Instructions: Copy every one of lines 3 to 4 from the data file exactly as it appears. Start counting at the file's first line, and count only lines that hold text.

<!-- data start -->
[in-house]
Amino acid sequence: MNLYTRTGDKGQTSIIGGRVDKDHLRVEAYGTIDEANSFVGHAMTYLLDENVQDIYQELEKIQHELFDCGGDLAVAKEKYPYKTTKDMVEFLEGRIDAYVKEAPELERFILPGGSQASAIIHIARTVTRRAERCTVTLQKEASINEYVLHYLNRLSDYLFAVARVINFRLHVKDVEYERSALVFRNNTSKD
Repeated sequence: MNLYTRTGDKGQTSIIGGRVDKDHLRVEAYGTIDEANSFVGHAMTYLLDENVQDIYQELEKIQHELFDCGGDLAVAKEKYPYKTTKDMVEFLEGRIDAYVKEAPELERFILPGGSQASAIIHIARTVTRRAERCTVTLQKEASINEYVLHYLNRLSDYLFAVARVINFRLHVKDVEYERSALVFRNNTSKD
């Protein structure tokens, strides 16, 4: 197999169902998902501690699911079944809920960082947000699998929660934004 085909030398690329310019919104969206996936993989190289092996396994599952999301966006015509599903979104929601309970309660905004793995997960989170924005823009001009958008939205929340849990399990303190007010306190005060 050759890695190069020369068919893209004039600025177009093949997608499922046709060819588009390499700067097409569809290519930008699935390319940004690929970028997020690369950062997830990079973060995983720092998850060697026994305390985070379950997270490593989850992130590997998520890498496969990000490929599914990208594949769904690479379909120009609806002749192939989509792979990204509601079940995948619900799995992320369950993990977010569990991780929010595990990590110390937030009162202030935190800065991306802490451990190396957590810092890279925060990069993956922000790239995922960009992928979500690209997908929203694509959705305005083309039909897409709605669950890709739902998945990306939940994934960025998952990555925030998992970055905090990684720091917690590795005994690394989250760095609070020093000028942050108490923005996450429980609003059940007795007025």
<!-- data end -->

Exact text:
Repeated sequence: MNLYTRTGDKGQTSIIGGRVDKDHLRVEAYGTIDEANSFVGHAMTYLLDENVQDIYQELEKIQHELFDCGGDLAVAKEKYPYKTTKDMVEFLEGRIDAYVKEAPELERFILPGGSQASAIIHIARTVTRRAERCTVTLQKEASINEYVLHYLNRLSDYLFAVARVINFRLHVKDVEYERSALVFRNNTSKD
């Protein structure tokens, strides 16, 4: 197999169902998902501690699911079944809920960082947000699998929660934004 085909030398690329310019919104969206996936993989190289092996396994599952999301966006015509599903979104929601309970309660905004793995997960989170924005823009001009958008939205929340849990399990303190007010306190005060 050759890695190069020369068919893209004039600025177009093949997608499922046709060819588009390499700067097409569809290519930008699935390319940004690929970028997020690369950062997830990079973060995983720092998850060697026994305390985070379950997270490593989850992130590997998520890498496969990000490929599914990208594949769904690479379909120009609806002749192939989509792979990204509601079940995948619900799995992320369950993990977010569990991780929010595990990590110390937030009162202030935190800065991306802490451990190396957590810092890279925060990069993956922000790239995922960009992928979500690209997908929203694509959705305005083309039909897409709605669950890709739902998945990306939940994934960025998952990555925030998992970055905090990684720091917690590795005994690394989250760095609070020093000028942050108490923005996450429980609003059940007795007025």